Killing one person is murder. Killing 100, 000 is foreign policy: A look into recent Anti-War Movements, post 9/11

Anti-War movements across Canada have expressed an urgency to eradicate the country’s desire to pursue war across seas. In a post 9-11 context, the Canadian government, with its United States counter-part, have invaded Afghanistan, Iraq, and are now on the brinks of invading Iran. Across the world there have been hundreds of demonstrations against further foreign policy interventions, and more particularly at home by the Hamilton Coalition to Stop War (HCSW). This group demonstrates their distaste for the Conservative government adopting aggressive stances in handling foreign affairs (Sparrow 2012: 1).  On October 13th, 2012 in Hamilton, the HCSW sided with other Hamiltonians, McMaster Muslims for Peace and Justice, the Political Action Committee of CUPE 3906, and Independent Jewish Voices organized a rally that aimed to pursue an agenda against the possibility of invading Iran. In doing so, HCSW and the other alliances called on the Harper Government to be a partner in peace, and to re-establish diplomatic ties with Iran by ending the sanctions at the home front (Sparrow 2012: 1). For instance, under the Canada’s Special Economic Measures (Iran) Regulation, passed in 2010, Canadian financial institutions are forbidden from providing financial services to anyone in Iran or for the benefit of Iran (Fernandez-Blance 2012: 1). As a consequence, numerous Iranian individuals protested outside TD Banks’ Yonge and Finch location on August 25th, 2012, where they argued that their rights and status had been severely violated. Therefore, these forms of dissent in the post-9/11 context are a response to the criminalization tactics that represent political, and economic interests implemented by the Canadian government.

The biggest concern towards the Middle East is their accumulation and potential usage of nuclear weapons against Israel, and the United States. The Federal government has cut off diplomatic ties with the Iranian government; however, they have further continued to target Canadian-Iranian citizens because of their relations and status (Canadian Peace Alliance 2012: 1). Hence, it is important to comprehend how international foreign policy measures are symbolic mechanisms of control. These measures are implemented as a means of maintaining power relations between the state, and the individuals who pose a potential threat to the greater political structure. In other words, Canada’s Special Economic Measures (Iran) Regulations, passed in 2010 legitimizes a domestic security measure towards Canadian-Iranian citizens, while reflecting the international tensions that persist between Canada and Iran. The HCSW recognize these issues, and argue that there is an erosion of standard democratic rights for individuals who belong to these minority groups that are subjugated by the Canadian government. Particularly with the potential war against Iran, the HCSW press harder for answers by challenging politicians to pursue peace over war. These protests that are held by particular individuals in society, in a post-9/11 context, are viewed in a negative light. However, it is important to understand that these events challenge dominant forms of order and control, which have always maintained secular interests and motives of a particular class structure. Ultimately, the aim of this dialogue is to shed light on how the HCSW is constructed and represented in the political realms as a threat, with respect to understanding the deeper implications of grouping particular individuals as dangerous.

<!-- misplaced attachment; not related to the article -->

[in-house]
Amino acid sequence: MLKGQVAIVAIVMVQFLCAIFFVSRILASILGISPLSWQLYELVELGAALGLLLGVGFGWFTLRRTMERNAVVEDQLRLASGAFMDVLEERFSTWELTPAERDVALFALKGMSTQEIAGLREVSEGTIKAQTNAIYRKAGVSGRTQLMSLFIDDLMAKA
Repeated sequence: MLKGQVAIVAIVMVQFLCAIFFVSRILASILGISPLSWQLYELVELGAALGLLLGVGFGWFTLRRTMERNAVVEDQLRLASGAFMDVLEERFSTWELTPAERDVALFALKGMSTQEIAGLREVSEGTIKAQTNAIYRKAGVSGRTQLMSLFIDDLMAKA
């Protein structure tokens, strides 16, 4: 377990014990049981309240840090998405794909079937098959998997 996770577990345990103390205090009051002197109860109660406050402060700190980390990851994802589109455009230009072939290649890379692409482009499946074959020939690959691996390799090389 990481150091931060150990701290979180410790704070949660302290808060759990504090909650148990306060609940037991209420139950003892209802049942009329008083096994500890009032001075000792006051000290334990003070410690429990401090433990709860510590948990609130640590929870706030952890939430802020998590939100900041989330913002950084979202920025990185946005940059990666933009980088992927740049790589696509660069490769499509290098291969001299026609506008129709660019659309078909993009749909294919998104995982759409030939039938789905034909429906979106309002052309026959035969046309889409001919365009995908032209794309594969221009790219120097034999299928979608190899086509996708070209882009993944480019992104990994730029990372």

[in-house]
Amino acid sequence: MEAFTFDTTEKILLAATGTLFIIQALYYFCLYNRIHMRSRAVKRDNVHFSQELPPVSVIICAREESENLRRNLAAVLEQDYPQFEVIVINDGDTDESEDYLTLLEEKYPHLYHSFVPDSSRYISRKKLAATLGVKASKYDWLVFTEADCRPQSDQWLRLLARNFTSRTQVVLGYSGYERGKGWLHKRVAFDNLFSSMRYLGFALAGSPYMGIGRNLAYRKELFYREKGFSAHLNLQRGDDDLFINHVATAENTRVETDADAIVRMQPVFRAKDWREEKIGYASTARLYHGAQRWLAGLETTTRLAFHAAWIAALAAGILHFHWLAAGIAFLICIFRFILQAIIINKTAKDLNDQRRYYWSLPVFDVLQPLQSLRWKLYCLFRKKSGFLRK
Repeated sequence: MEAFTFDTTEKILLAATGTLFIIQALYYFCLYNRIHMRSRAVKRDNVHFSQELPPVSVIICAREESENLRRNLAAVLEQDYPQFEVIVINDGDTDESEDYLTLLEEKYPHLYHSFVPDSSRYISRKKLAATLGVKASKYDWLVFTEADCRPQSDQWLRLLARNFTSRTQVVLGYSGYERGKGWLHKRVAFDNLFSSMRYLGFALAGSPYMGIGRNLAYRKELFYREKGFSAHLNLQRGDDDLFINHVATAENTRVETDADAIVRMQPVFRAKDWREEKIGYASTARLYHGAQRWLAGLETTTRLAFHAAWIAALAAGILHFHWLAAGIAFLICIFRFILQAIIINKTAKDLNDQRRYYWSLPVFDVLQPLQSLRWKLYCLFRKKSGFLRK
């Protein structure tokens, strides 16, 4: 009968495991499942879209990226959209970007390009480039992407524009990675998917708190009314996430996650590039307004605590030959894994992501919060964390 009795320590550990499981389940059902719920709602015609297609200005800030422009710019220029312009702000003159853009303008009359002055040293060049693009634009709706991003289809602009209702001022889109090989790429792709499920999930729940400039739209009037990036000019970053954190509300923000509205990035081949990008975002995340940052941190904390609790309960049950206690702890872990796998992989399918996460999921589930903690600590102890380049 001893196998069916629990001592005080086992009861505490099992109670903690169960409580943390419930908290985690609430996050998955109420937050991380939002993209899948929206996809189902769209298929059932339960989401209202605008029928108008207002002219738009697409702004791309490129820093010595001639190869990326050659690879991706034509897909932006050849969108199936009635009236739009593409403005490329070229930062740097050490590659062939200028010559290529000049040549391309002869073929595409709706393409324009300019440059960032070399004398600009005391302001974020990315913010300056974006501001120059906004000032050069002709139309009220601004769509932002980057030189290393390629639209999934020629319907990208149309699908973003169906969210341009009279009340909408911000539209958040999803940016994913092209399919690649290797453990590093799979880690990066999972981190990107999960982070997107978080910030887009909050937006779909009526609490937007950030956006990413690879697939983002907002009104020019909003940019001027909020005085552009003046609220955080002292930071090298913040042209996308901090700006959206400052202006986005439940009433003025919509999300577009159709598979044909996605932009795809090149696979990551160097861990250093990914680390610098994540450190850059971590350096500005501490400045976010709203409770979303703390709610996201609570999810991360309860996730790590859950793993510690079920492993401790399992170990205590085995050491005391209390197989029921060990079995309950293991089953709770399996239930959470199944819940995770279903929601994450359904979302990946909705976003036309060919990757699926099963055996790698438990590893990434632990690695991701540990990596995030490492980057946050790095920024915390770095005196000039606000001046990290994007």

Canadian Peace Alliance. 2012. “Don’t Attack Iran. Join the International Day of Action, October 6.” Canadian Peace Alliance, September 13. Retrieved October 11, 2012 (

Fernandez-Blance, Katherine. 2012. “Iranian-Canadians protest in front of TD Bank.” The Star, August 25. Retrieved October 11, 2012 (–iranian-canadians-protest-in-front-of-td-bank).

Sparrow, Ryan. 2012. “Hamilton rallies for peace: Mac students among participants in anti-war demonstration.” The Silhouette, October 11, 1:1.



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